Friday, August 15, 2014

Truth Be Told, Michael Sona Guilty in Robocalls Trial

Michael Sona, the only person charged over misleading robocalls in Guelph, Ont. in the 2011 federal election, has been found guilty of one charge under the Elections Act. (Dave Chidley/Canadian Press)
Former Conservative staffer Michael Sona has been found guilty of using misleading calls to send Guelph, Ont., voters to the wrong polling station the day of the 2011 federal election.

Judge Gary Hearn of Ontario Superior Court said he is "fully satisfied" Sona at least aided or abetted those involved in what has become known as the robocalls scandal, though he added he believes Sona had help from one or more people. 

"The overheard conversations, Mr. Sona's inquiries of others, the matters set out in the agreed statement of facts and the disclosure in various conversations following May 2, 2011 are all factors that satisfy me beyond a reasonable doubt that Mr. Sona was involved with the creation and implementation of the scheme to direct voters to the wrong polling station on May 2, 2011," Hearn wrote in his verdict.

Although the evidence indicates he did not likely act alone, he was party to the offence and, as noted previously, there will be a finding of guilt registered."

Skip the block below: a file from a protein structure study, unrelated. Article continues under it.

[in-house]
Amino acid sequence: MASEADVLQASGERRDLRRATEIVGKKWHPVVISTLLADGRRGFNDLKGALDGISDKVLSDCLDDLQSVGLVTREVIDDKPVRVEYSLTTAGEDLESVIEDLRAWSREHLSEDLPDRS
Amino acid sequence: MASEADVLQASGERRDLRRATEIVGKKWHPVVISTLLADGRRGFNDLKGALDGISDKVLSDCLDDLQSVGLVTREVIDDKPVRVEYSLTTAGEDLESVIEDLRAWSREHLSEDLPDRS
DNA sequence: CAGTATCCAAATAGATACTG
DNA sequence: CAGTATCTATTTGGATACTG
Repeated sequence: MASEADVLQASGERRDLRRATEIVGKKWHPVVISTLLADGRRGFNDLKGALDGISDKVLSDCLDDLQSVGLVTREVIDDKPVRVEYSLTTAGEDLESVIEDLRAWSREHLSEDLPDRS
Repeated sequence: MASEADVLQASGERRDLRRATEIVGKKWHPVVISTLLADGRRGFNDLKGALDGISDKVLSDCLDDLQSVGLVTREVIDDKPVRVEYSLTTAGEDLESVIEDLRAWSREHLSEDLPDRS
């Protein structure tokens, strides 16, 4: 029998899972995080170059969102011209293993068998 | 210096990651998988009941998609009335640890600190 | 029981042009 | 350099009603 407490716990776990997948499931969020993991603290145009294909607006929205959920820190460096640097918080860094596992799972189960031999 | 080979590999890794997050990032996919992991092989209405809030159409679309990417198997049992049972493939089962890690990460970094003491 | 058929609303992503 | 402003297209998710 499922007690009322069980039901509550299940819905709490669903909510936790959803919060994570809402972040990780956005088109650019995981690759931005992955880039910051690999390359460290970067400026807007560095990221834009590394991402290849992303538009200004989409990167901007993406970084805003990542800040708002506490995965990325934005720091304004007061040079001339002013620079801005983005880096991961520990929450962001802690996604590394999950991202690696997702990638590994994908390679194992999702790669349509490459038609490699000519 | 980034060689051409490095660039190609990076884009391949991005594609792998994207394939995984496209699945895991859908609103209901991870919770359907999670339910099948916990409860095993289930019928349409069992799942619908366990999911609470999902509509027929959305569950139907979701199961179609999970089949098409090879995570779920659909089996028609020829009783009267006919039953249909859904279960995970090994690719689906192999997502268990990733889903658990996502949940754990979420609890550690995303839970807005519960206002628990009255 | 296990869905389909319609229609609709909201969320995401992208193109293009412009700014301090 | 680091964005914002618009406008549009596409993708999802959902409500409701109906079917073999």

Hearn found Sona, the only person charged in the case, guilty of one charge under the Elections Act. Sona will be back in court on Oct. 17 for a sentencing hearing, shortly after his 26th birthday.

He faces a maximum penalty of a $5,000 fine, five years in prison, or both. 

Outside the court in Guelph, Crown prosecutor Croft Michaelson said he was pleased with the verdict and the judge's reasons, but would not directly address Hearn's belief that Sona might not have acted alone.
"We focus on one case at a time," Michaelson said when asked if he expected other trials. "I don't want to comment on what may or may not happen in the future."

Michaelson also would not comment on whether the Crown would seek jail time for Sona.

Sona's lawyer, Norm Boxall, was also asked about the judge's comment that others may have been involved in the scheme. He said the issue would "certainly" be raised at the sentencing hearing.
Boxall said he and his client have not decided whether to appeal.

"These are obviously difficult personal circumstances. It's extremely stressful for a young person," he said.

The misleading robocalls, which went out to 6,000 voters in the southern Ontario city, were linked to a disposable cellphone registered under the pseudonym Pierre Poutine.It is illegal under the Elections Act to interfere with a voter's right to cast a ballot.

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